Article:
According to the US Bureau of Labor Statistics’ 2016 survey, more than 400 paralegals work in North Dakota, representing one fifth of all legal professionals in the state.

In Rule 5.3, the North Dakota Supreme Court defines as a paralegal as: a person who assists lawyers in the delivery of legal services, and who through formal education, training, or experience, has knowledge and expertise regarding the legal system and substantive and procedural law which qualifies the person to do work of a legal nature under the direct supervision of a licensed lawyer.

As in other states, paralegals in North Dakota must work under the supervision of an attorney who accepts professional responsibility for their conduct. Paralegals may not perform duties that would be considered unauthorized practice of law. Supervising attorneys must ensure that their paralegals receive education in ethics and confidentiality.

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In North Dakota, Rule 5.3 also offers guidelines for paralegal education. These guidelines are:

  • Completion of a bachelor’s degree, associate degree, or a post-baccalaureate program in paralegal studies from an American Bar Association (ABA) approved institution or one with similar standards of educational rigor
  • Completion of a bachelor’s degree in any field, supplemented by either one year of lawyer-supervised on-the-job training or eighteen semester credit hours of substantive legal coursework
  • Becoming a nationally certified legal assistant/paralegal through a professional organization that requires continuing legal education in order to maintain certification status
  • Seven years of on-the-job training and paralegal work experience under the supervision of a lawyer

North Dakota Job Statistics

  • 2016 mean income for paralegals in North Dakota: $45,350
  • 2014, new cases on appeal before the Supreme Court: 459
  • 2016 number of paralegals employed in North Dakota: 410
  • 2014, Rural Law Clerk Program implemented

North Dakota Paralegal Certificates and National Certification

Certificated paralegals are not the same as certified paralegals, though the similarity of terms can lead to confusion. Certificate programs are educational programs in paralegal studies that issue certificates of completion to their graduates. These graduates are then considered certificated paralegals. While certificate programs are available to students who do not have bachelor’s degrees, North Dakota’s Rule 5.3 only recognizes post-baccalaureate certificates. The certificate program must meet ABA requirements, such as a minimum of 60 semester hours of coursework, including 18 semester hours of substantive paralegal coursework.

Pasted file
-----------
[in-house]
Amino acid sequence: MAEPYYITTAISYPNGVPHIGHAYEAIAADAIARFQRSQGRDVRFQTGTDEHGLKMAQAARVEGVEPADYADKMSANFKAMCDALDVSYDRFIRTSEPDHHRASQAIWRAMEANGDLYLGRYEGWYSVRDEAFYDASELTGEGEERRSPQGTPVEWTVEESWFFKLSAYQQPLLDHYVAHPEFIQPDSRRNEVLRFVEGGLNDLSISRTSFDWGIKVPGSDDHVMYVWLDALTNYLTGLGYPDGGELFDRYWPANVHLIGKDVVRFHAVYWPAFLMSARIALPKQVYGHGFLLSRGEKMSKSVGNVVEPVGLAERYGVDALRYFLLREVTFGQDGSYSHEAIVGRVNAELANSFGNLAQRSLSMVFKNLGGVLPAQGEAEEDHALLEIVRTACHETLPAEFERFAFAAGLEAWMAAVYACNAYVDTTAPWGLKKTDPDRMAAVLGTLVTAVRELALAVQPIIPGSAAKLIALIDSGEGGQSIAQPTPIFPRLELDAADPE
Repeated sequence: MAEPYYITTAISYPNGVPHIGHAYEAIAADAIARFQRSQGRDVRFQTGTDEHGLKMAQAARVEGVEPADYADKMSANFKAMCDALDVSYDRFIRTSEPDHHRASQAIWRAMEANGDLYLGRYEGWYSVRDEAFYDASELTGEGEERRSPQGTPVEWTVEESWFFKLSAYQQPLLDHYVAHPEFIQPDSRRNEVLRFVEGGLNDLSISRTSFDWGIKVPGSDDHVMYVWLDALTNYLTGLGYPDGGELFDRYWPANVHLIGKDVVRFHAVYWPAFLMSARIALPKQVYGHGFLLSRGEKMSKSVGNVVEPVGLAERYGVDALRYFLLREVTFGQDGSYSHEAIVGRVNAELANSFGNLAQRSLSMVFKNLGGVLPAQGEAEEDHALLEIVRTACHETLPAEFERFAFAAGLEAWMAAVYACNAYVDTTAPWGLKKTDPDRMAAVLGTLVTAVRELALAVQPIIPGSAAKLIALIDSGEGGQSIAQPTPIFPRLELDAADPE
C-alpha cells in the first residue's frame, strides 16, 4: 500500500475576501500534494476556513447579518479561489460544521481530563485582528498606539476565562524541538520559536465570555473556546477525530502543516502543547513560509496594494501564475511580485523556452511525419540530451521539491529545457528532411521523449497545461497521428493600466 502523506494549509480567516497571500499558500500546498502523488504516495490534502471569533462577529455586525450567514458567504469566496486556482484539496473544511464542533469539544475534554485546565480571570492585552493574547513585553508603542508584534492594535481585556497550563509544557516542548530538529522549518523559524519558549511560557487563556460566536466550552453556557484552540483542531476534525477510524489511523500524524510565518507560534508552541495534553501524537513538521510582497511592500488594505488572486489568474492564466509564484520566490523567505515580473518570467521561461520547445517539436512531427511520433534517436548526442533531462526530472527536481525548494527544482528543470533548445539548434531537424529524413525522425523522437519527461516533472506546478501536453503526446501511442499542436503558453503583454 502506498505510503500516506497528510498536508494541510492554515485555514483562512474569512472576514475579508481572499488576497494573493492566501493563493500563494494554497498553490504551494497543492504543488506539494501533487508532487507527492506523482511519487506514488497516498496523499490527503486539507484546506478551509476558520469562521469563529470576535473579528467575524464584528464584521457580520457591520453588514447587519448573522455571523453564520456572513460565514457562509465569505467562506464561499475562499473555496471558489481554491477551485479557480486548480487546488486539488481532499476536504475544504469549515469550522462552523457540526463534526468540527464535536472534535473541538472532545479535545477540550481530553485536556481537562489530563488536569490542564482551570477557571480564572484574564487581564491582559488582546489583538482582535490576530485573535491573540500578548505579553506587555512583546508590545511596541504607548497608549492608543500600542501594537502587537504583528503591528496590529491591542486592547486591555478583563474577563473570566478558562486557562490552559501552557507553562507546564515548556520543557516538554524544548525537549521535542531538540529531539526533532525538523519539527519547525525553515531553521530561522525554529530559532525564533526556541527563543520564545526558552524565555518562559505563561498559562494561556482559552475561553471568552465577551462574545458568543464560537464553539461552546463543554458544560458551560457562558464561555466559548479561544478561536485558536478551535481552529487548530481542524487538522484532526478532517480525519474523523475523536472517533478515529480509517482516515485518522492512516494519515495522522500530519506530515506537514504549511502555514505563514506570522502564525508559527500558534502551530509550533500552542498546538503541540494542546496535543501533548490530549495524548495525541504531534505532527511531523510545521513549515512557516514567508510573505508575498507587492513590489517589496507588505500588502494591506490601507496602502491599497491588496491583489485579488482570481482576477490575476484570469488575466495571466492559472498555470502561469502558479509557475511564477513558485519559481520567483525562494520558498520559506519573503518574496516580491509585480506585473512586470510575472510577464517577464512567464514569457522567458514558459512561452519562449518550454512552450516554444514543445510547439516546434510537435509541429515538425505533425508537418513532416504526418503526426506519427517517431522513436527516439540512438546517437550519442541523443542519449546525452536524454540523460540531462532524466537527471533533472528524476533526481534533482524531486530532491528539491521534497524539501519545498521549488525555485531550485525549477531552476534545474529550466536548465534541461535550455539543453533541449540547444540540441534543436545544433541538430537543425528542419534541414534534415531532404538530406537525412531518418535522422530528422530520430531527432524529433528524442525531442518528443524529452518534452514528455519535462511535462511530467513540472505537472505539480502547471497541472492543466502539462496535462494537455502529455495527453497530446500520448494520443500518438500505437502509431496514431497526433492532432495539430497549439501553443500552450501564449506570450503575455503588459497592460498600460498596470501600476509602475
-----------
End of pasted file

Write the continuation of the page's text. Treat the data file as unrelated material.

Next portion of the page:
National certification, through which paralegals become certified paralegals, is recognized by North Dakota’s Rule 5.3.  Paralegals must meet requirements for education, work experience or a combination of the two, and must also pass one of the examinations offered by the national paralegal associations. Requirements for the national exams differ between the three national paralegal organizations and can be found here.

Currently there are four exams from which to choose:

Paralegal Associations

Two paralegal professional associations are available to those who work in North Dakota. The Red River Valley Paralegal Association (RRVPA) includes paralegals working in eastern North Dakota and western Minnesota. Twice a year, the RRVPA hosts seminars that offer continuing legal education (CLE) as well as credits needed to maintain a CLA/CP certification. Additionally, the RRVPA holds regular meetings, offers networking opportunities, and builds working relationships with other members of the legal community.

The Western Dakota Association of Legal Assistants (WDALA) includes paralegals and students who work or live in the 29 counties of western North Dakota. The WDALA’s primary goals are offering continuing paralegal education and increasing the visibility of paralegals within the legal field. The WDALA also educates the public about the role of the paralegal and works to recruit more students into the profession by speaking at schools. Networking and social meetings are regularly offered to members as well.

Law Firms

Large law firms often provide good entry-points for recently-minted paralegals. In a rural state like North Dakota, most large law offices are concentrated in metropolitans areas. Bismarck is home to several large law offices, including:

  • Vogel Law Firm
  • Ohnstad Twichell Attorneys
  • Mackoff Kellogg Law Firm
  • Nilles Law Firm
  • Crowley Fleck PLLP
  • Fredrikson & Byron, P.A.
  • Ebeltoft Sickler

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